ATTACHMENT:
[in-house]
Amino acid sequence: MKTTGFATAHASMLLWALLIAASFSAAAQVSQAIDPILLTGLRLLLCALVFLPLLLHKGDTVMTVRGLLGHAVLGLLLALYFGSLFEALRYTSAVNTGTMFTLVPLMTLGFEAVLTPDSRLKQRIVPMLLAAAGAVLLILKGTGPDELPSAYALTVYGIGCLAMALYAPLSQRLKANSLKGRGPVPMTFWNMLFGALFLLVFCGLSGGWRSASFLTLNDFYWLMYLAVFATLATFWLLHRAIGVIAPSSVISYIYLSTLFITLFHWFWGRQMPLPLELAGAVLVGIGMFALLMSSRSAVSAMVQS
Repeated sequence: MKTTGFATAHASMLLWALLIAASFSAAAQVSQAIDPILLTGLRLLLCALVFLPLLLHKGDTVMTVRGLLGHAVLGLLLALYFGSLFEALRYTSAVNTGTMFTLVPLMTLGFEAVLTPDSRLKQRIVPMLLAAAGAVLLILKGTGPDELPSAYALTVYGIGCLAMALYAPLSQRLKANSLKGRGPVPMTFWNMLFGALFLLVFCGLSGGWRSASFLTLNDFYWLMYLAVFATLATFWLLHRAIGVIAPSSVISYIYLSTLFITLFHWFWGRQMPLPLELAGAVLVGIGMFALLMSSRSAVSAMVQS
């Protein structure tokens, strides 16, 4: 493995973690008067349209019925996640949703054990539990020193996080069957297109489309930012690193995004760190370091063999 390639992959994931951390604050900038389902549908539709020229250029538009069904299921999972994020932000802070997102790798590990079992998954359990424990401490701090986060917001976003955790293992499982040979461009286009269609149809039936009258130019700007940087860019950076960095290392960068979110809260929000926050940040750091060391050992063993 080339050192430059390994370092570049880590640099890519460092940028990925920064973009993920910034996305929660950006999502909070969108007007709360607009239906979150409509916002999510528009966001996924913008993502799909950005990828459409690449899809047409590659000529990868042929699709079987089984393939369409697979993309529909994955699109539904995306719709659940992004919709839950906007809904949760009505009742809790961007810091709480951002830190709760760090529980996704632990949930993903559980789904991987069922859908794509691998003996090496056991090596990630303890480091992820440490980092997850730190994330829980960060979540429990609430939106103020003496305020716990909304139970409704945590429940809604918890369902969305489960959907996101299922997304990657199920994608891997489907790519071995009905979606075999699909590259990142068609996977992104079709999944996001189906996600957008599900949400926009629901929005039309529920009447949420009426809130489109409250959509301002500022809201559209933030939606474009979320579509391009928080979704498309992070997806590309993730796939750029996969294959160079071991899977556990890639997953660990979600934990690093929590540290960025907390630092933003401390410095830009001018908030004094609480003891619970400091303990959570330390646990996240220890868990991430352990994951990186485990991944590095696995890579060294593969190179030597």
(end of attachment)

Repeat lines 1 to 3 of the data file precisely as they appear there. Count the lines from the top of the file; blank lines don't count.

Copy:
[in-house]
Amino acid sequence: MKTTGFATAHASMLLWALLIAASFSAAAQVSQAIDPILLTGLRLLLCALVFLPLLLHKGDTVMTVRGLLGHAVLGLLLALYFGSLFEALRYTSAVNTGTMFTLVPLMTLGFEAVLTPDSRLKQRIVPMLLAAAGAVLLILKGTGPDELPSAYALTVYGIGCLAMALYAPLSQRLKANSLKGRGPVPMTFWNMLFGALFLLVFCGLSGGWRSASFLTLNDFYWLMYLAVFATLATFWLLHRAIGVIAPSSVISYIYLSTLFITLFHWFWGRQMPLPLELAGAVLVGIGMFALLMSSRSAVSAMVQS
Repeated sequence: MKTTGFATAHASMLLWALLIAASFSAAAQVSQAIDPILLTGLRLLLCALVFLPLLLHKGDTVMTVRGLLGHAVLGLLLALYFGSLFEALRYTSAVNTGTMFTLVPLMTLGFEAVLTPDSRLKQRIVPMLLAAAGAVLLILKGTGPDELPSAYALTVYGIGCLAMALYAPLSQRLKANSLKGRGPVPMTFWNMLFGALFLLVFCGLSGGWRSASFLTLNDFYWLMYLAVFATLATFWLLHRAIGVIAPSSVISYIYLSTLFITLFHWFWGRQMPLPLELAGAVLVGIGMFALLMSSRSAVSAMVQS